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Agitating the aluminum pot

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MIT researchers demonstrate that strong churning during hot liquid state can produce stronger, more uniformly structured large aluminum casts. Solidified cross-sections from aluminum ingots were made using a conventional method (top) and a new jet metal process developed by MIT researchers. “The introduction of the jet induced a completely different recirculation of the grains, and therefore you get different microstructure all along the section,” says MIT Assistant Professor Antoine Allanore.
Samuel Wagstaff PhD ’16 stands next to 6,000 aluminum alloy ingots at Novelis in Sierre, Switzerland. Over the past three years, Wagstaff and MIT assistant professor of metallurgy Antoine Allanore developed a new process that uses a turbulent jet to reduce macrosegregation defects in aluminum alloys by 20 percent. The ingots pictured are destined for the Land Rover-Jaguar group.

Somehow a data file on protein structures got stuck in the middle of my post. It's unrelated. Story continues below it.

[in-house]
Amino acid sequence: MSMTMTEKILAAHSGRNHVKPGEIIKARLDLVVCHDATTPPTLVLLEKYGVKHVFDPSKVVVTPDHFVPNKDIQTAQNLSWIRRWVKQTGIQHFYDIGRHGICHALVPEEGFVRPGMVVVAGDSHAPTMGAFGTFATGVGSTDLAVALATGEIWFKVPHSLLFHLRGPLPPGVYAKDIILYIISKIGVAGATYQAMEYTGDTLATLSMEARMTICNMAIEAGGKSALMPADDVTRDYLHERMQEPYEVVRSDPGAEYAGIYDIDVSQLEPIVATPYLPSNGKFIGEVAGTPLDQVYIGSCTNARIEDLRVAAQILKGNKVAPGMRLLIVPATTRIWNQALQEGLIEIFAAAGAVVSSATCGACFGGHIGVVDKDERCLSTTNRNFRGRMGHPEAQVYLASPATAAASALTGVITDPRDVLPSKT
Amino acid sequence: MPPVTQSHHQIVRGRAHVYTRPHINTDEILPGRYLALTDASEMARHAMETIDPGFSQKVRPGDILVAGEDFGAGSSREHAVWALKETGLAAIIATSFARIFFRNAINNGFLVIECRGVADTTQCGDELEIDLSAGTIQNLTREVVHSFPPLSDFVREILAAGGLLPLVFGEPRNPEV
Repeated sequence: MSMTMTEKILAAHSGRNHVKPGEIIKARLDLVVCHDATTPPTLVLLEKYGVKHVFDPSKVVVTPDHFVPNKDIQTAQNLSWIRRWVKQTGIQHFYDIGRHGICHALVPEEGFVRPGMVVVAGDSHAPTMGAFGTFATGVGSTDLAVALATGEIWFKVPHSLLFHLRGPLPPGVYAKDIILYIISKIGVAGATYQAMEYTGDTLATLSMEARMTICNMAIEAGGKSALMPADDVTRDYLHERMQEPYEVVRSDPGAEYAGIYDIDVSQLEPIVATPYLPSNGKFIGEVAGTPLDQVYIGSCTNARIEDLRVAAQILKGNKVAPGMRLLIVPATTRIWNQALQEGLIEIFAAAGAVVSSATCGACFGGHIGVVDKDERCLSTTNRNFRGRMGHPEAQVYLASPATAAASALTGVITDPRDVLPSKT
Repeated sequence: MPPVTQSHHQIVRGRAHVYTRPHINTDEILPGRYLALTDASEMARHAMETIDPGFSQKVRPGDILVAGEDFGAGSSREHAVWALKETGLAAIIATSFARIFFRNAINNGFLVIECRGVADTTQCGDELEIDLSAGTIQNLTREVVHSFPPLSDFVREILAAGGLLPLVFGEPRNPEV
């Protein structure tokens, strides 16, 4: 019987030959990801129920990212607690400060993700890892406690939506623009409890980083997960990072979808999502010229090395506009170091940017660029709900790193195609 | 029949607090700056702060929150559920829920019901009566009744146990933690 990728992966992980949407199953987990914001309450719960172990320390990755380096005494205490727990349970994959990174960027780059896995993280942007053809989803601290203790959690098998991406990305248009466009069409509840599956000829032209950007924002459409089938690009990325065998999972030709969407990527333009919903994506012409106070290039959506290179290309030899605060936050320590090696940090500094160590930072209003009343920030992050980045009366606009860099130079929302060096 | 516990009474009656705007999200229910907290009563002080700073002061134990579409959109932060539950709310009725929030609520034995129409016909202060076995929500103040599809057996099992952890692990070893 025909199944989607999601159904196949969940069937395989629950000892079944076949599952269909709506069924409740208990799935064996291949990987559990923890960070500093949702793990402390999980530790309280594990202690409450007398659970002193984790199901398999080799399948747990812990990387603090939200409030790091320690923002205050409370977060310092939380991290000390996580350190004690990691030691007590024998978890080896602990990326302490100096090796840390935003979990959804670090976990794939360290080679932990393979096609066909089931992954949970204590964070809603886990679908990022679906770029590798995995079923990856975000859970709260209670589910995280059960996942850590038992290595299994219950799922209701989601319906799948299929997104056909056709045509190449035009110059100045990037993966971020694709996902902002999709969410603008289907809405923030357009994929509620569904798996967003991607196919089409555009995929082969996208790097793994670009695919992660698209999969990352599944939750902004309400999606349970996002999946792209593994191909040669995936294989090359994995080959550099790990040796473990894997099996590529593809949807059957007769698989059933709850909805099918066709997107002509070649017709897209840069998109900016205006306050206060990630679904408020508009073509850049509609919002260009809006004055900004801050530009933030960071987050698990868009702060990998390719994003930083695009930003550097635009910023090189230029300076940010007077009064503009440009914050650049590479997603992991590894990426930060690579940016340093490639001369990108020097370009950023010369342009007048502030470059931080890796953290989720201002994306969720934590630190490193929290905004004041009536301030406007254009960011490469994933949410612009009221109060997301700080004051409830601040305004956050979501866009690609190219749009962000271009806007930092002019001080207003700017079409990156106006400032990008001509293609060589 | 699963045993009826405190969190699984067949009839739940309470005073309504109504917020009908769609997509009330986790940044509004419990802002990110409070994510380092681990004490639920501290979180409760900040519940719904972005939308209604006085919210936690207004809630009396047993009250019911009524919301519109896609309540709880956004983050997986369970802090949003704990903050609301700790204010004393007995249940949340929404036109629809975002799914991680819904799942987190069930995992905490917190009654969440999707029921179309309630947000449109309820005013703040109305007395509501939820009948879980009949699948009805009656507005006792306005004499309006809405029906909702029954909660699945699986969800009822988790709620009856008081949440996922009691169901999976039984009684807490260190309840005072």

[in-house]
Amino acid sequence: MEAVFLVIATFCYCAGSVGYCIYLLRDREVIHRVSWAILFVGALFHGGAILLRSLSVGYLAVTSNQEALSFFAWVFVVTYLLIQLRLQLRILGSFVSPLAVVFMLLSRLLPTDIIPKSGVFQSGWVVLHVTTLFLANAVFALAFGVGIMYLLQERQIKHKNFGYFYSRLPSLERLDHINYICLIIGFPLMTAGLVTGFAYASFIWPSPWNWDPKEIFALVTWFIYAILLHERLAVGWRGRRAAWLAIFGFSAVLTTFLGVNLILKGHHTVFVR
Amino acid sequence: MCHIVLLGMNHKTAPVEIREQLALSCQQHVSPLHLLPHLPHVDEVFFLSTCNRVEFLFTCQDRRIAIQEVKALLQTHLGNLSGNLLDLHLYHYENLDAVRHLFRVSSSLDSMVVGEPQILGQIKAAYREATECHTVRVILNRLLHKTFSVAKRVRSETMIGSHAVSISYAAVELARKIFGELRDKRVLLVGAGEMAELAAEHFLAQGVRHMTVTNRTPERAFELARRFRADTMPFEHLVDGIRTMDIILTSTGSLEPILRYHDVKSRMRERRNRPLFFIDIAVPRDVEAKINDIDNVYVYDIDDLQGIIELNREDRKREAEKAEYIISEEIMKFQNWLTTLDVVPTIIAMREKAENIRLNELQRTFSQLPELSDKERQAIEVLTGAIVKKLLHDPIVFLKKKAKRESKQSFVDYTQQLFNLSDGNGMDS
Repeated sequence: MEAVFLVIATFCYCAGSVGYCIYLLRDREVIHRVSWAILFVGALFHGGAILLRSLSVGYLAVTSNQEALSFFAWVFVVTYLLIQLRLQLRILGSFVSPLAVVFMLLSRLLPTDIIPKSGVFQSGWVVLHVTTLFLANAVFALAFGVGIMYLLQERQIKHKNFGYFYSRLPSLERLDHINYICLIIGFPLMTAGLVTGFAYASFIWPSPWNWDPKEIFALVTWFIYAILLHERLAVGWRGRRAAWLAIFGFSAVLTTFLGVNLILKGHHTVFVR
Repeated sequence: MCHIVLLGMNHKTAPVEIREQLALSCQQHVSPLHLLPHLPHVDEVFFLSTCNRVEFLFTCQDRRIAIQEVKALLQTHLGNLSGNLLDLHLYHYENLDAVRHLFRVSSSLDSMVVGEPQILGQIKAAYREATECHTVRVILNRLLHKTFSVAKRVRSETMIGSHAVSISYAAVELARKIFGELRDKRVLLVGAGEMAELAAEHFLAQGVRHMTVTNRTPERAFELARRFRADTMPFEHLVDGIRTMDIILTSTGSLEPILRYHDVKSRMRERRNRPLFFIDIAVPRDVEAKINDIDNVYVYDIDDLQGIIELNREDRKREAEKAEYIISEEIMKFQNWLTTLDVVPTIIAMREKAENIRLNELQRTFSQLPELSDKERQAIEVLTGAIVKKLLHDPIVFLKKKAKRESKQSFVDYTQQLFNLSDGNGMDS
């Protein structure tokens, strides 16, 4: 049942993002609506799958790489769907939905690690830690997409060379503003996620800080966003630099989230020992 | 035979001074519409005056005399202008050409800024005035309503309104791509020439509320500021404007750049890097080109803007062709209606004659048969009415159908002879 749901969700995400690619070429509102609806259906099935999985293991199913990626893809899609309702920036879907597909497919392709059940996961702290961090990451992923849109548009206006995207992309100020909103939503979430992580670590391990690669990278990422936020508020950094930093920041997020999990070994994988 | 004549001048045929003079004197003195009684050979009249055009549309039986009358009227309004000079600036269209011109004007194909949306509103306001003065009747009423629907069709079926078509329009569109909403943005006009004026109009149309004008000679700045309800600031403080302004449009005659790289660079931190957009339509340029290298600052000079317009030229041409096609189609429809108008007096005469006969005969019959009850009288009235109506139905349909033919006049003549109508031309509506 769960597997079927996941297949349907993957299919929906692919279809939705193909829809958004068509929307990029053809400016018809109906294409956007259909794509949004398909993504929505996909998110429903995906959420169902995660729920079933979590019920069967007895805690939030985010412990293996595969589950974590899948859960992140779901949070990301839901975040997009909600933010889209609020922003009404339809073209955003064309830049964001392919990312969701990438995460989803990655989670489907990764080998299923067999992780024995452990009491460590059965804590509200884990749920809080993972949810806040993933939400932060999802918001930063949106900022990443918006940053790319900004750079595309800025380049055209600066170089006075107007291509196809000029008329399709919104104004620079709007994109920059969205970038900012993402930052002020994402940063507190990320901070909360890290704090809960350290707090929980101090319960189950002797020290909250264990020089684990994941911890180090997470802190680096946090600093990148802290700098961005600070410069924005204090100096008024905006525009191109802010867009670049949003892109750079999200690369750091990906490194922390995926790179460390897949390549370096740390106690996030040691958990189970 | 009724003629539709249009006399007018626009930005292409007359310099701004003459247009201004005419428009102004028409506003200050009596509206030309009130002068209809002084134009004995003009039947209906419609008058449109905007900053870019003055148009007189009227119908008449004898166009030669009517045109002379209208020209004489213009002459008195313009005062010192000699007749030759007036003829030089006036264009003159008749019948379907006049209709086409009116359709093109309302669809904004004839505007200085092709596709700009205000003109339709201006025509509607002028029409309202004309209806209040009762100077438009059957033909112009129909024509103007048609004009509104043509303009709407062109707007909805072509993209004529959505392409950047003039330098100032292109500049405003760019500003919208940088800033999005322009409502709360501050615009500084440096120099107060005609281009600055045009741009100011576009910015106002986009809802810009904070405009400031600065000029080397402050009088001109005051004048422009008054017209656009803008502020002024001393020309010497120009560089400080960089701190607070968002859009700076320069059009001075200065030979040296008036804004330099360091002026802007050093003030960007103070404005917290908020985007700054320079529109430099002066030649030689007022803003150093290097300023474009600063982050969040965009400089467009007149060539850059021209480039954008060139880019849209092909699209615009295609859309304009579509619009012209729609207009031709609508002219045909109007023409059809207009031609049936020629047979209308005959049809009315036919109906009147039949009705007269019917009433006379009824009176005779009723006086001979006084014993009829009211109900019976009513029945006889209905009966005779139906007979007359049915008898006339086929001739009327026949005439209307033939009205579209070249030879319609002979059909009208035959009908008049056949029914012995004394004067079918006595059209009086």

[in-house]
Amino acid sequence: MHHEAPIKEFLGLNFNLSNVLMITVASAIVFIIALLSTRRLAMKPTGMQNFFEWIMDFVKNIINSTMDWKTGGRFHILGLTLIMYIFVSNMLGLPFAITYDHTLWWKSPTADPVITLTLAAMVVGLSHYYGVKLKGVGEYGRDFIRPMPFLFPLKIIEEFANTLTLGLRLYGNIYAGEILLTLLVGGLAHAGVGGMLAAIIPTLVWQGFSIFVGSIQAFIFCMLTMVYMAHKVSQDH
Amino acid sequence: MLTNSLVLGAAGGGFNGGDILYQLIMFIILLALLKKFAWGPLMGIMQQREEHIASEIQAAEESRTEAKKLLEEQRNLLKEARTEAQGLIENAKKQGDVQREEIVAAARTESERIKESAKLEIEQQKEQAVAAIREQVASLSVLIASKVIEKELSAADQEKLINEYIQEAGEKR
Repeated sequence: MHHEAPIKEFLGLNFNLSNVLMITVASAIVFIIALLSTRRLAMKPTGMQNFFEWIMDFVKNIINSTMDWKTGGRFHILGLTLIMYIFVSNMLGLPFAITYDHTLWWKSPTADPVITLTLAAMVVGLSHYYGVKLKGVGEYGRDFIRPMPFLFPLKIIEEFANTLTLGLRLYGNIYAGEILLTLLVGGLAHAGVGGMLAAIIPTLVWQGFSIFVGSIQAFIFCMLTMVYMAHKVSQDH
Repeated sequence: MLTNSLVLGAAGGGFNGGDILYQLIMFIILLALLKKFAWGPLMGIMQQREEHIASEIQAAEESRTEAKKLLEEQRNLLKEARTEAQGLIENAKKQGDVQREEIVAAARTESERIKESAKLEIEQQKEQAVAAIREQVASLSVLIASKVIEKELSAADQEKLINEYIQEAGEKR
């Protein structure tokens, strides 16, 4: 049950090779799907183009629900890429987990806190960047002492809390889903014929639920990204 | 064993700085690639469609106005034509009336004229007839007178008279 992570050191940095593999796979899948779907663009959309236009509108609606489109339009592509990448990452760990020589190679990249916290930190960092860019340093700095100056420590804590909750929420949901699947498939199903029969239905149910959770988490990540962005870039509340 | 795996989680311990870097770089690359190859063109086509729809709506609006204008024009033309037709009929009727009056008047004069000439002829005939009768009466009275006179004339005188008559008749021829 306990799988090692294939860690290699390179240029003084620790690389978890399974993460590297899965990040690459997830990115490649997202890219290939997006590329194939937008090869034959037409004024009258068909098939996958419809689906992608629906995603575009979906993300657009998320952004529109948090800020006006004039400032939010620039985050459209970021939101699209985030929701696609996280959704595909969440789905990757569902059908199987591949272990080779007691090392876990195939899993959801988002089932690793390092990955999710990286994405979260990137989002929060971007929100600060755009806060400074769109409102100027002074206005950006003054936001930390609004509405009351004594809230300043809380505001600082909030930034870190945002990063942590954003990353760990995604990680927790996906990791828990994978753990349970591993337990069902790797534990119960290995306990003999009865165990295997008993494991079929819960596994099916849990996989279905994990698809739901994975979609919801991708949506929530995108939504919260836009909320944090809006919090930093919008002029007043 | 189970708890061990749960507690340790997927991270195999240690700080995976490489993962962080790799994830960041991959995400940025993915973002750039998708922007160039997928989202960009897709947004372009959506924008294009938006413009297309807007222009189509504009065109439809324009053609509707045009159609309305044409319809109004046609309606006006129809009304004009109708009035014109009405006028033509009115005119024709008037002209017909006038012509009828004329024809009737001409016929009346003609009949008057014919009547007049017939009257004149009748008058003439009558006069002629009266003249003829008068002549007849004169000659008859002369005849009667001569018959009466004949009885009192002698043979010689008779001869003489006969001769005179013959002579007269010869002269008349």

A scanning electron microscope image shows large-grain structures contrasting with finer-grain structures in a sample taken during a direct-chill aluminum alloy casting. The “floating grains” were solid in slurry, a transition zone between liquid and solid, before it was rapidly cooled for the sample, MIT graduate student Carolyn Joseph says.
MIT graduate student Carolyn M. Joseph is working under MIT Assistant Professor Antoine Allanore to study how grains that cause macrosegregation, or uneven distribution of alloying elements, form in an aluminum alloy casting.Left to right: MIT Assistant Professor Antoine Allanore was joined at a recent TMS Bladesmithing Competition by graduate student Brad Nakanishi and MIT alumnus Samuel Wagstaff PhD ’16. Allanore and Wagstaff developed a new process that uses a turbulent jet to produce stronger, more uniformly structured solid aluminum alloys.


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